Photo credit: forbes.com
First, I want to express some gratitude for my students this week who showed immense commitment and focus to their goals to improve their well-being and quality of learning. Watching these clients drop their limiting beliefs about their challenges and bravely pick up the responsibility for finding the solutions really kept me going this week. Below are some resources and strategies I think you’ll also find useful.
Two of my clients who were struggling with motivation to do certain types of school had a breakthrough this week with the Fake It Till You Make It strategy. This is a concise article about when you should use this and when you should not, but basically the strategy for students struggling with procrastination is that you pretend as if you were someone who loves doing the thing you are avoiding. One of my students really got into the character of someone who found the book he just couldn’t get into totally fascinating and reported this week that he not only hit his page number goals that he had missed for weeks, but also remembered a lot more of what he read. Another student decided to be a math professor who was demonstrating how to do the homework for a class and has stopped putting it off until the last minute.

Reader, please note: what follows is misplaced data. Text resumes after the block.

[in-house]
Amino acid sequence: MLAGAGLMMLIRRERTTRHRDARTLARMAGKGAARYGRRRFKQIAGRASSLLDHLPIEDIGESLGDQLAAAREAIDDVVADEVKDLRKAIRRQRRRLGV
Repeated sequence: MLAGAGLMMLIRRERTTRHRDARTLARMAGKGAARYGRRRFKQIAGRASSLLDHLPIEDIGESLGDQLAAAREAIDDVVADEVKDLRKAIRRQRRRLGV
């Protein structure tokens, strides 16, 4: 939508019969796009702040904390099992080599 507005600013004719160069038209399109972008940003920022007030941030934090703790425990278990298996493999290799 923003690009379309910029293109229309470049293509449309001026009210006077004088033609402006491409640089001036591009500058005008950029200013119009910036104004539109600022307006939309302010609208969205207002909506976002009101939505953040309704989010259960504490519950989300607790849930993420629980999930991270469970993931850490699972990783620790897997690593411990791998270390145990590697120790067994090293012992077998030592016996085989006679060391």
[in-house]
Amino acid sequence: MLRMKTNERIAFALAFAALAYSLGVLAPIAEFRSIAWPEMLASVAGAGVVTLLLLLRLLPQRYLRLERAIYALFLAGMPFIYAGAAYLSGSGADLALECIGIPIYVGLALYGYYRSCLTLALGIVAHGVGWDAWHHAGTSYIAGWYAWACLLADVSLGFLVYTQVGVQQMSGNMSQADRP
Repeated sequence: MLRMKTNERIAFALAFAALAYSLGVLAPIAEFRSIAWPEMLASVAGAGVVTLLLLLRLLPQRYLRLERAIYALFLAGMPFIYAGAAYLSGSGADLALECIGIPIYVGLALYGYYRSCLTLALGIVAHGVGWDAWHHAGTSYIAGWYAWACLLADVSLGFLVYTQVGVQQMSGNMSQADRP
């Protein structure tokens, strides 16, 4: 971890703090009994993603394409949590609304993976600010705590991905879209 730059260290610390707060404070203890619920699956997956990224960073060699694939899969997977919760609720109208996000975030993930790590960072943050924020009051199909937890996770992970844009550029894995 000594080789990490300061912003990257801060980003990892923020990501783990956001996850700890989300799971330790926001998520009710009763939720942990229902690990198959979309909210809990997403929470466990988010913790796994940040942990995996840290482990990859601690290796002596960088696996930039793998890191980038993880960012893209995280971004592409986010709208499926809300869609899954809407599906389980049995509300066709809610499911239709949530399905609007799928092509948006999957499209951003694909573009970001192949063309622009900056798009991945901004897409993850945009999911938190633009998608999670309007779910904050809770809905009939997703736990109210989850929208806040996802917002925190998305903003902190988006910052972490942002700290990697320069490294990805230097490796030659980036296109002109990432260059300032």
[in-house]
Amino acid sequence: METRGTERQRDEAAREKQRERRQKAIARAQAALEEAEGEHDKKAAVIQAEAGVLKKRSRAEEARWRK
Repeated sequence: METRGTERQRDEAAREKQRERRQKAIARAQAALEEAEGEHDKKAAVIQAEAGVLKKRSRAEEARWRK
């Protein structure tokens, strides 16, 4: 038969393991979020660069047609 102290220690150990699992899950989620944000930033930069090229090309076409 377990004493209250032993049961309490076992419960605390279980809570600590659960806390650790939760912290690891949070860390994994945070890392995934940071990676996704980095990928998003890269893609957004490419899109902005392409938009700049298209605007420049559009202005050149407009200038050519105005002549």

OK, I was shocked by the popularity of these “study with me” YouTube videos, and a little jealous that I didn’t think to make these myself. I found out about it in this really good article from the New York Times by the great Lisa Damour and one of my students uses it and loves it. It may be super helpful for students as we near the season of semester-end projects, papers and final exams. If nothing else, it’s a much better way to teach the Pomodoro study method for students who would rather learn by doing than by listening to an explanation. That, and the cats during the 5 minute breaks are pretty adorable.
Finally, since we’re on the subject of academic motivation, this thread by Latif Nassar is such a great model for inquiry-based, interdisciplinary learning – a great method for helping students out on the engagement front. It hooked me from the start with this: “If you, like me, are tired of horse-race-style reporting, and need to zoom out, I wanna tell you a story. It’s about an ancient force influencing the election.” Enjoy it for yourself or share with students as an example of academic inquiry.
If anything in this post was useful to you, I’d love to hear your thoughts. Feel free to pass it along to any others who you think could use these ideas.